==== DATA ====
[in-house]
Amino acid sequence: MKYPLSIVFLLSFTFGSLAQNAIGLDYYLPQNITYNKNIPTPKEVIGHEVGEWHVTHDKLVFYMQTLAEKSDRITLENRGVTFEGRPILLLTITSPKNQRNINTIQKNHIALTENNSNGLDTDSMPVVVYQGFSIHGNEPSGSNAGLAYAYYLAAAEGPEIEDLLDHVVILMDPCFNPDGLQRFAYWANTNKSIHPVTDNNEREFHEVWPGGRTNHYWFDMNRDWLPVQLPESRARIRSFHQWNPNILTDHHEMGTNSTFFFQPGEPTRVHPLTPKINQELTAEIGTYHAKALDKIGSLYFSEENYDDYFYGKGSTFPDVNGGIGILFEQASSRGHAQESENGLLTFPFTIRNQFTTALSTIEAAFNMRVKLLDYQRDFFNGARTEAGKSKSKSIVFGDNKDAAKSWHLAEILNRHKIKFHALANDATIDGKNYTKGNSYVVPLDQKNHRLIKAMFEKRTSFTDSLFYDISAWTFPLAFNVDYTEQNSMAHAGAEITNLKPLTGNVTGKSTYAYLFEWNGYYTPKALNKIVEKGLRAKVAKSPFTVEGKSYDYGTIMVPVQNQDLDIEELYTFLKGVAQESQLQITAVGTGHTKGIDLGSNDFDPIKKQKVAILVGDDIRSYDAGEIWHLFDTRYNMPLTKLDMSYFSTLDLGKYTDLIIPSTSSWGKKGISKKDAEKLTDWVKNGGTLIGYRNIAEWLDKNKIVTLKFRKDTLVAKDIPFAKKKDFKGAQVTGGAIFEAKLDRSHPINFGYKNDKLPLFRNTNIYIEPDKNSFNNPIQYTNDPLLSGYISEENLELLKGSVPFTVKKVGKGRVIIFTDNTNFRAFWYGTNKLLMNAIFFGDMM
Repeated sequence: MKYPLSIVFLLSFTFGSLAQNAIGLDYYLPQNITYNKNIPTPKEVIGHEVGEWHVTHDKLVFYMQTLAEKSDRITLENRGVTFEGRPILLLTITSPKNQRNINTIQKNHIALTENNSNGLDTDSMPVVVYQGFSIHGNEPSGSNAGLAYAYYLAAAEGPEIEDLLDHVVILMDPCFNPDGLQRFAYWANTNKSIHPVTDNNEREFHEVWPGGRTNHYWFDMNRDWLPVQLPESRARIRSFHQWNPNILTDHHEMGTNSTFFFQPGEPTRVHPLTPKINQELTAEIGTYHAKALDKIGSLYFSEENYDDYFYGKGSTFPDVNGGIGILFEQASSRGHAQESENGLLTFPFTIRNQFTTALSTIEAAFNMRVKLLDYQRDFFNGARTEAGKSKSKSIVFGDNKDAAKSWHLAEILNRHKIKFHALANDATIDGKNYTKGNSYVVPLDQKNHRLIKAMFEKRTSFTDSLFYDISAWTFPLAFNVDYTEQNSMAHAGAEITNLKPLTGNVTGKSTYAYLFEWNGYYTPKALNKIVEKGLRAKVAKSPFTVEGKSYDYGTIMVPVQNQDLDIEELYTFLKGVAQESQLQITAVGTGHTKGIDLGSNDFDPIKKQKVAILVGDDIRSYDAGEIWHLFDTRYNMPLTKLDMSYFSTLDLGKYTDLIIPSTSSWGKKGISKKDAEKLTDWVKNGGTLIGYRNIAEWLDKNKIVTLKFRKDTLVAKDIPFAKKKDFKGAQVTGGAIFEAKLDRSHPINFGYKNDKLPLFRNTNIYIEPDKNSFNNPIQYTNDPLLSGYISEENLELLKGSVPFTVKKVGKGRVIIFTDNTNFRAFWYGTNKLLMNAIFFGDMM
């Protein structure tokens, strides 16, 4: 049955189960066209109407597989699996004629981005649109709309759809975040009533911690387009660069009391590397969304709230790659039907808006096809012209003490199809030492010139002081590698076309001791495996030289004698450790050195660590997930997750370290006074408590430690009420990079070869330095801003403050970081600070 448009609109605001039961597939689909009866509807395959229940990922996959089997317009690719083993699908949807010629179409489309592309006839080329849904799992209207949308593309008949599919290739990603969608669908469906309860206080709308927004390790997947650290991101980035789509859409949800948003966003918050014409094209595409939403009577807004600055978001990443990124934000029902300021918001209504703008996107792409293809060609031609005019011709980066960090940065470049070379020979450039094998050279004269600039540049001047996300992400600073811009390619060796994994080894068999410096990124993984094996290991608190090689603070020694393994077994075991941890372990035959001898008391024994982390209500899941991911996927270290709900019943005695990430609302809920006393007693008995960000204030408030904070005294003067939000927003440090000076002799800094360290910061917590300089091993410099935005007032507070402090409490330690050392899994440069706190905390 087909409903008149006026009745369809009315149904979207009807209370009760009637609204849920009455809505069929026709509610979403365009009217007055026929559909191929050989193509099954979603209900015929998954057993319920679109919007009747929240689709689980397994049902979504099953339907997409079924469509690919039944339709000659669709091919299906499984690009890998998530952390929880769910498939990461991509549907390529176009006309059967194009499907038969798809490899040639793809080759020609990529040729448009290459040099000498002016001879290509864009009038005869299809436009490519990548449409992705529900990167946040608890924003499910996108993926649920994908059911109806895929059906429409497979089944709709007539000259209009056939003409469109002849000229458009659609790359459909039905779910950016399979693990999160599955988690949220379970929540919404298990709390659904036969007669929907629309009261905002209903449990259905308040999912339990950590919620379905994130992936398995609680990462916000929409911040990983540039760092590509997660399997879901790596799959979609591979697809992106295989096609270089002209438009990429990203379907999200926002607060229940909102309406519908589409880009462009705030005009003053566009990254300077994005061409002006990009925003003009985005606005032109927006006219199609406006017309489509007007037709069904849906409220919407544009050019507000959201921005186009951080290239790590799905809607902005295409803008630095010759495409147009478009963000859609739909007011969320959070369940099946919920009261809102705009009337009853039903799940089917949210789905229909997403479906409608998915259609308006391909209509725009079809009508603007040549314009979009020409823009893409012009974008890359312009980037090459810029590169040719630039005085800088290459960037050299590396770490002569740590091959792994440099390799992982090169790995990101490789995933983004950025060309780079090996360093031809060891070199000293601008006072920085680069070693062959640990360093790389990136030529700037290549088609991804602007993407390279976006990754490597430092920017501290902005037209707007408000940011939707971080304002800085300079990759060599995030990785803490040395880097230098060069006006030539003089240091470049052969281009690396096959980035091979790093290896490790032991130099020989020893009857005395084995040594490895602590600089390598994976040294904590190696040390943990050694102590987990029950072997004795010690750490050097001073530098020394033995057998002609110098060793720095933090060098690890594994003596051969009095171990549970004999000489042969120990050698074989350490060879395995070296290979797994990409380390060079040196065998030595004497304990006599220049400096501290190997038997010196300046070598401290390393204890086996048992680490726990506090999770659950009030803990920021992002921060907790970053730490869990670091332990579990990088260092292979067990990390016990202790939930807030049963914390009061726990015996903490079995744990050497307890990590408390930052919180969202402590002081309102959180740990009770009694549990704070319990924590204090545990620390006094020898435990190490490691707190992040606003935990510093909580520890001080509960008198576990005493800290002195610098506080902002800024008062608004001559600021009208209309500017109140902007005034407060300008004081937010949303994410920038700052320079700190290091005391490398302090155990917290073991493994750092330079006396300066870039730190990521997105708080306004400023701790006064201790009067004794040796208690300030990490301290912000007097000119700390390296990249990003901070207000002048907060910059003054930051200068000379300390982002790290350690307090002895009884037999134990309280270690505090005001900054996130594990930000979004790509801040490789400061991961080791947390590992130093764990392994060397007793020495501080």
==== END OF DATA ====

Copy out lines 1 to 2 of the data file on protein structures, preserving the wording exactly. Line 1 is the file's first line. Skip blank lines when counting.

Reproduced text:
[in-house]
Amino acid sequence: MKYPLSIVFLLSFTFGSLAQNAIGLDYYLPQNITYNKNIPTPKEVIGHEVGEWHVTHDKLVFYMQTLAEKSDRITLENRGVTFEGRPILLLTITSPKNQRNINTIQKNHIALTENNSNGLDTDSMPVVVYQGFSIHGNEPSGSNAGLAYAYYLAAAEGPEIEDLLDHVVILMDPCFNPDGLQRFAYWANTNKSIHPVTDNNEREFHEVWPGGRTNHYWFDMNRDWLPVQLPESRARIRSFHQWNPNILTDHHEMGTNSTFFFQPGEPTRVHPLTPKINQELTAEIGTYHAKALDKIGSLYFSEENYDDYFYGKGSTFPDVNGGIGILFEQASSRGHAQESENGLLTFPFTIRNQFTTALSTIEAAFNMRVKLLDYQRDFFNGARTEAGKSKSKSIVFGDNKDAAKSWHLAEILNRHKIKFHALANDATIDGKNYTKGNSYVVPLDQKNHRLIKAMFEKRTSFTDSLFYDISAWTFPLAFNVDYTEQNSMAHAGAEITNLKPLTGNVTGKSTYAYLFEWNGYYTPKALNKIVEKGLRAKVAKSPFTVEGKSYDYGTIMVPVQNQDLDIEELYTFLKGVAQESQLQITAVGTGHTKGIDLGSNDFDPIKKQKVAILVGDDIRSYDAGEIWHLFDTRYNMPLTKLDMSYFSTLDLGKYTDLIIPSTSSWGKKGISKKDAEKLTDWVKNGGTLIGYRNIAEWLDKNKIVTLKFRKDTLVAKDIPFAKKKDFKGAQVTGGAIFEAKLDRSHPINFGYKNDKLPLFRNTNIYIEPDKNSFNNPIQYTNDPLLSGYISEENLELLKGSVPFTVKKVGKGRVIIFTDNTNFRAFWYGTNKLLMNAIFFGDMM